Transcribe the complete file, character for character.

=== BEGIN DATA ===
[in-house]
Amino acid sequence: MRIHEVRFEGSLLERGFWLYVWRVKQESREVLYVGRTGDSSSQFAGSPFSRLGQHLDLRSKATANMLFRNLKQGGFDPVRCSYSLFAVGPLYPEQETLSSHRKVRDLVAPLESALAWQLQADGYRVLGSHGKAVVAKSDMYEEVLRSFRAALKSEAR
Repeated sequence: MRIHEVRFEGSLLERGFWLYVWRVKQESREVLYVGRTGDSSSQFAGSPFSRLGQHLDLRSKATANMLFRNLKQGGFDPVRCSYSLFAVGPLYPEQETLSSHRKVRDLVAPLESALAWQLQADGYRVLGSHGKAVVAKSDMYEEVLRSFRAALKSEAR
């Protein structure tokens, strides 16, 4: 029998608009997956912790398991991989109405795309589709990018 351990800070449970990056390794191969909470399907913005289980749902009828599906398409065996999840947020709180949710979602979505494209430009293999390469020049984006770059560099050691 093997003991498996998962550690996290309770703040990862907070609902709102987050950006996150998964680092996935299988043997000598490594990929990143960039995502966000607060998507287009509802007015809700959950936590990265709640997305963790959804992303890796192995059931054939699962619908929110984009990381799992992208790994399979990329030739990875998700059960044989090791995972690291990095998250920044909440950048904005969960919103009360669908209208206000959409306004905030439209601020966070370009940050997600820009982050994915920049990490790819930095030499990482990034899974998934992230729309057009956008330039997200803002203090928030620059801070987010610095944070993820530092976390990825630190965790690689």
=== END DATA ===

[in-house]
Amino acid sequence: MRIHEVRFEGSLLERGFWLYVWRVKQESREVLYVGRTGDSSSQFAGSPFSRLGQHLDLRSKATANMLFRNLKQGGFDPVRCSYSLFAVGPLYPEQETLSSHRKVRDLVAPLESALAWQLQADGYRVLGSHGKAVVAKSDMYEEVLRSFRAALKSEAR
Repeated sequence: MRIHEVRFEGSLLERGFWLYVWRVKQESREVLYVGRTGDSSSQFAGSPFSRLGQHLDLRSKATANMLFRNLKQGGFDPVRCSYSLFAVGPLYPEQETLSSHRKVRDLVAPLESALAWQLQADGYRVLGSHGKAVVAKSDMYEEVLRSFRAALKSEAR
């Protein structure tokens, strides 16, 4: 029998608009997956912790398991991989109405795309589709990018 351990800070449970990056390794191969909470399907913005289980749902009828599906398409065996999840947020709180949710979602979505494209430009293999390469020049984006770059560099050691 093997003991498996998962550690996290309770703040990862907070609902709102987050950006996150998964680092996935299988043997000598490594990929990143960039995502966000607060998507287009509802007015809700959950936590990265709640997305963790959804992303890796192995059931054939699962619908929110984009990381799992992208790994399979990329030739990875998700059960044989090791995972690291990095998250920044909440950048904005969960919103009360669908209208206000959409306004905030439209601020966070370009940050997600820009982050994915920049990490790819930095030499990482990034899974998934992230729309057009956008330039997200803002203090928030620059801070987010610095944070993820530092976390990825630190965790690689």